I prefer one-on-one instruction or small group trainings to learning from books. This might be because I went to a very small high school with a graduating class of 13 or because I like to explore topics by asking questions. Given my background, I’ve always believed that smaller classes are more effective; more individualized interactions lead to improved learning.
A recent Harvard study disproves my theory. In fact, the researchers found that none of the most commonly cited factors – class size, expenditure per pupil, teacher certification, or percentage of teachers with advanced degrees — are correlated with school effectiveness. Conventional wisdom is simply wrong.
Forty years of qualitative research at 35 charter schools suggests that five factors account for half of all differences in school effectiveness:
- frequent teacher feedback,
- the use of data to guide instruction,
- high-dosage tutoring,
- increased instructional time, and
- high expectations.
Although the research was based on in-person schooling, I assume that similar findings would hold for Web-based instruction. High-dosage tutoring and frequent teacher feedback might be more difficult to administer via the Web but it’s possible. For example, technology exists to track which questions take longer for students to answer so that electronic courses could dynamically adjust, adding more information on these topics.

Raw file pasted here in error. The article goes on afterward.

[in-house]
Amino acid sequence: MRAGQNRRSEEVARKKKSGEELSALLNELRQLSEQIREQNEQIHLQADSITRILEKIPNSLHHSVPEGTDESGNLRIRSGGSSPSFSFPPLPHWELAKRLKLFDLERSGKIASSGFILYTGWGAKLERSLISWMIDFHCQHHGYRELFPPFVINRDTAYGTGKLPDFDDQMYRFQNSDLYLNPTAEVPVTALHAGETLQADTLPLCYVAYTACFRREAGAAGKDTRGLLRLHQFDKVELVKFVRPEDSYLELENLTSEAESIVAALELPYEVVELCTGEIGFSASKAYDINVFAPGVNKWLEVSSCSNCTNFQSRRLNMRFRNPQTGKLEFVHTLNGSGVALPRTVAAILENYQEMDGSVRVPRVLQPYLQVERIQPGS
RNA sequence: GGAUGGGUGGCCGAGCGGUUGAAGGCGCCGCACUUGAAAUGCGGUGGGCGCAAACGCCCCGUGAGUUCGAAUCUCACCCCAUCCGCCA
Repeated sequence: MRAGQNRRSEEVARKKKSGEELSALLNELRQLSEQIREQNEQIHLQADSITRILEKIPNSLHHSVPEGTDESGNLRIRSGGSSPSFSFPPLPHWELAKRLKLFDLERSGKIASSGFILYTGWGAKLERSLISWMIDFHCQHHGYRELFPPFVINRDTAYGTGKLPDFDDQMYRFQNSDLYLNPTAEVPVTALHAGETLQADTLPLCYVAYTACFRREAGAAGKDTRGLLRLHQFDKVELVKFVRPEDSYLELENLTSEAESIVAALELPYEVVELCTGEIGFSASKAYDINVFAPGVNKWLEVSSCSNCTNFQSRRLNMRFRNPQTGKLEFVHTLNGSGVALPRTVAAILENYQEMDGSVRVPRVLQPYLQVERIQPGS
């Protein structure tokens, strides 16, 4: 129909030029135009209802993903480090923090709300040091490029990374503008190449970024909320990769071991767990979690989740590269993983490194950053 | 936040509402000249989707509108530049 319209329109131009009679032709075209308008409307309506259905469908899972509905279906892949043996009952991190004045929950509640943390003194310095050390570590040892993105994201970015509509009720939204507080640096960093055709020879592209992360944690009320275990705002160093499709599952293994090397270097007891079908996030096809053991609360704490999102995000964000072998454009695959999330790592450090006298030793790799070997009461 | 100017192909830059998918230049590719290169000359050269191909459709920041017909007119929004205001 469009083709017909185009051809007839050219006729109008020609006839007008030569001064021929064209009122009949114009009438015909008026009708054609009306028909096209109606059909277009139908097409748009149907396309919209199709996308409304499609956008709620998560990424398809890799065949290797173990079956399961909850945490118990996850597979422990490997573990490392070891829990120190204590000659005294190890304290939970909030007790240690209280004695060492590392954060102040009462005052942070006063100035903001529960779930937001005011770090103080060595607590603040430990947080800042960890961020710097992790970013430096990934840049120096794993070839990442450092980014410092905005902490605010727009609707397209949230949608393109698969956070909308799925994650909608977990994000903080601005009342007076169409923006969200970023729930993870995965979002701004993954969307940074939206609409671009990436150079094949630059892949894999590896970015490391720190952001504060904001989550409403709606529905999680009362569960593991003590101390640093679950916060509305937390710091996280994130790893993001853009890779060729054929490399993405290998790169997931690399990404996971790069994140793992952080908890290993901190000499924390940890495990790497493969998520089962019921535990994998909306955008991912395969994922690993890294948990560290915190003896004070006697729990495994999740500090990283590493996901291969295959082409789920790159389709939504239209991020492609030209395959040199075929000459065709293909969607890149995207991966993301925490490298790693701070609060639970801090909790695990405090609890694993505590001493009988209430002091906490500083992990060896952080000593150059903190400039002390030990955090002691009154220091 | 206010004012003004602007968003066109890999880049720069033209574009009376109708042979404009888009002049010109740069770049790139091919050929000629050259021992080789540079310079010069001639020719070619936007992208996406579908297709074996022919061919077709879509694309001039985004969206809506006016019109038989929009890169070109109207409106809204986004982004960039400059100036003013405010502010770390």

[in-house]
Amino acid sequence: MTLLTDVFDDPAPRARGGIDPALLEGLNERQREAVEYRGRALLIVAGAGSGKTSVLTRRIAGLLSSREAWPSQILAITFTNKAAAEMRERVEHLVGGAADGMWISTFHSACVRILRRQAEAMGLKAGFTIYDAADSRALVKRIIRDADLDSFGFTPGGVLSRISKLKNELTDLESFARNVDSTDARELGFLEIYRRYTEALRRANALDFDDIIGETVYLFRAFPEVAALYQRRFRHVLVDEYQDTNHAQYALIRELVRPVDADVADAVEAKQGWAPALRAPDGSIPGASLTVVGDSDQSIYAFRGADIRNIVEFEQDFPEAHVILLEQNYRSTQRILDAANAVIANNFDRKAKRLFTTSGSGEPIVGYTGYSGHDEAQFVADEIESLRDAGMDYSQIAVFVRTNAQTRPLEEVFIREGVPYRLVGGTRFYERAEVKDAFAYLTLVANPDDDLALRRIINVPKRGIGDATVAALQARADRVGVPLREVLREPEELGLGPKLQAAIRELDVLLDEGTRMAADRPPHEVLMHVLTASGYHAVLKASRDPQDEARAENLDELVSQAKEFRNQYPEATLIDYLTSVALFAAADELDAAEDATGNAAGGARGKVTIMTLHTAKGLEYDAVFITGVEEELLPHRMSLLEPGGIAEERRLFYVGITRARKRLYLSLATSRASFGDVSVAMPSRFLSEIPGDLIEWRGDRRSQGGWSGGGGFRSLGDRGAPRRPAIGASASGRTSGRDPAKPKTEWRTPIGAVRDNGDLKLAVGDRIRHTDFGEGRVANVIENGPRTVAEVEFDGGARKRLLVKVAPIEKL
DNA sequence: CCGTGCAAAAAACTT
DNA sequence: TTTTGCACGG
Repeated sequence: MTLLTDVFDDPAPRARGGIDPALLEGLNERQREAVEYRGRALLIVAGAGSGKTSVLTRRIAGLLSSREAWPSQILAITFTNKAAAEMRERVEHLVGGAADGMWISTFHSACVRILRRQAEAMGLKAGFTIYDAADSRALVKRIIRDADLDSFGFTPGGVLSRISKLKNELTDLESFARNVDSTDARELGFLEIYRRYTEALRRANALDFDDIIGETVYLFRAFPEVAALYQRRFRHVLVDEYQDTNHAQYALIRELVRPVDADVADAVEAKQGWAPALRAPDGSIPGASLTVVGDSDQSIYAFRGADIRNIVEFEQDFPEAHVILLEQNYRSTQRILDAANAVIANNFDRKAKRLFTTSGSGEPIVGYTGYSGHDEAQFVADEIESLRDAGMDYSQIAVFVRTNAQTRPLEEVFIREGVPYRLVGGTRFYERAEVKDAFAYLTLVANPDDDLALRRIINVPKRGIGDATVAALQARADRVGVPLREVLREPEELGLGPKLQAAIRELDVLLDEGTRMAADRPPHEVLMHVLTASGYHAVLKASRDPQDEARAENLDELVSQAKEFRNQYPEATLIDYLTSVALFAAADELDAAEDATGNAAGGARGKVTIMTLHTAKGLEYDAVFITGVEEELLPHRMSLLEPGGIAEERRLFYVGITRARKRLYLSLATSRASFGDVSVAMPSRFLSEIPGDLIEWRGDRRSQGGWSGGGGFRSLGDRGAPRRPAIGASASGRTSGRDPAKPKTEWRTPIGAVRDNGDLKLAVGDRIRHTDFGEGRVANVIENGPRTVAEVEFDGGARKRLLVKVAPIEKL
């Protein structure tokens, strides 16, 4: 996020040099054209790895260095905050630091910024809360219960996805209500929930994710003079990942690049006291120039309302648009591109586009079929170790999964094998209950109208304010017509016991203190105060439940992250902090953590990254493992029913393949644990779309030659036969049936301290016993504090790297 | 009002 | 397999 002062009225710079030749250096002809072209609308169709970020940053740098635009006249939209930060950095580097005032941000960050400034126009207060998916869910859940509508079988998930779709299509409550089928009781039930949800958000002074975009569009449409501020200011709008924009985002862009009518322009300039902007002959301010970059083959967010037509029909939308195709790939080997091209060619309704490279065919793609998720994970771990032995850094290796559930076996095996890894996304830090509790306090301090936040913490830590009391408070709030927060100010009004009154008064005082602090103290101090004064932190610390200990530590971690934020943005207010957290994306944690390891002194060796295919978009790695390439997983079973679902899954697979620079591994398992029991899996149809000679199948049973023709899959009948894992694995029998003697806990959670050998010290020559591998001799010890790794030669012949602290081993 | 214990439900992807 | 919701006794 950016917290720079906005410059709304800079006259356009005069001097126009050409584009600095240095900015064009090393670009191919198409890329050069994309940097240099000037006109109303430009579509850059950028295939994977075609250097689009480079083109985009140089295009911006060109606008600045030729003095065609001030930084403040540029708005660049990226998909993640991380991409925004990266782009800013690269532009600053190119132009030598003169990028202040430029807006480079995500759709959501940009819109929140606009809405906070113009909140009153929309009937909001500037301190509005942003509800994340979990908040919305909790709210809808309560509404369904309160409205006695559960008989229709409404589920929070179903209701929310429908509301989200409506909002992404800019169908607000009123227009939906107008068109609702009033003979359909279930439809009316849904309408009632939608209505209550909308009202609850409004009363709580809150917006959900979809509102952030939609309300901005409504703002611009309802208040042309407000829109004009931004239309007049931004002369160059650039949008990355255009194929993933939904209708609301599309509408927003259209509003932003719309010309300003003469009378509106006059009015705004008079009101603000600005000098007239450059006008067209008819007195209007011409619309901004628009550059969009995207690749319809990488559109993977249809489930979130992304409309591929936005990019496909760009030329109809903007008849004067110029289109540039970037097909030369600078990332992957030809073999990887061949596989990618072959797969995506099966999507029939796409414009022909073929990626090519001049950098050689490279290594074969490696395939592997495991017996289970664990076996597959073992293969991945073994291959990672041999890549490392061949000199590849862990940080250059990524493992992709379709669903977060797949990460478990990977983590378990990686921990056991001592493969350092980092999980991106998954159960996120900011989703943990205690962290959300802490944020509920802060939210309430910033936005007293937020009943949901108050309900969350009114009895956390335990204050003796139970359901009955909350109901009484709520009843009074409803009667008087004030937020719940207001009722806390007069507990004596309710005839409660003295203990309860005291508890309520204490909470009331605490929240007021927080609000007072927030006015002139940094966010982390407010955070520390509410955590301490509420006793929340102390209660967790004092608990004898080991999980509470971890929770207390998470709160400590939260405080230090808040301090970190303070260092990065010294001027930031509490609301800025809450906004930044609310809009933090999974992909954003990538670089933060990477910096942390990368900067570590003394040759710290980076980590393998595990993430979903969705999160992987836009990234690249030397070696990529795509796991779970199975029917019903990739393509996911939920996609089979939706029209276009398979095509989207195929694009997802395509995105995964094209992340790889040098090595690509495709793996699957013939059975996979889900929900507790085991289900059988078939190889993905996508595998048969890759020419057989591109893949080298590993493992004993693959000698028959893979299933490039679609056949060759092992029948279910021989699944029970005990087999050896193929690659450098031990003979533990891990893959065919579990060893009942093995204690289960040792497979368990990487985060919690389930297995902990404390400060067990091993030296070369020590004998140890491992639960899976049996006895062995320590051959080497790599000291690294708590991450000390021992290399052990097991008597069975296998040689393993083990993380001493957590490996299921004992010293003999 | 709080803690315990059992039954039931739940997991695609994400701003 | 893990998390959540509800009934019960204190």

These results are also consistent with my own schooling experience. My teachers gave individualized feedback during every class, we were required to have regular tutoring in our weakest subject, and we spent two more hours per week in class than my friends in other schools.
While all of this might have been easier to accomplish due to smaller class sizes, the research shows that small classes alone are not enough.
Jonathan Becher is chief marketing officer at SAP.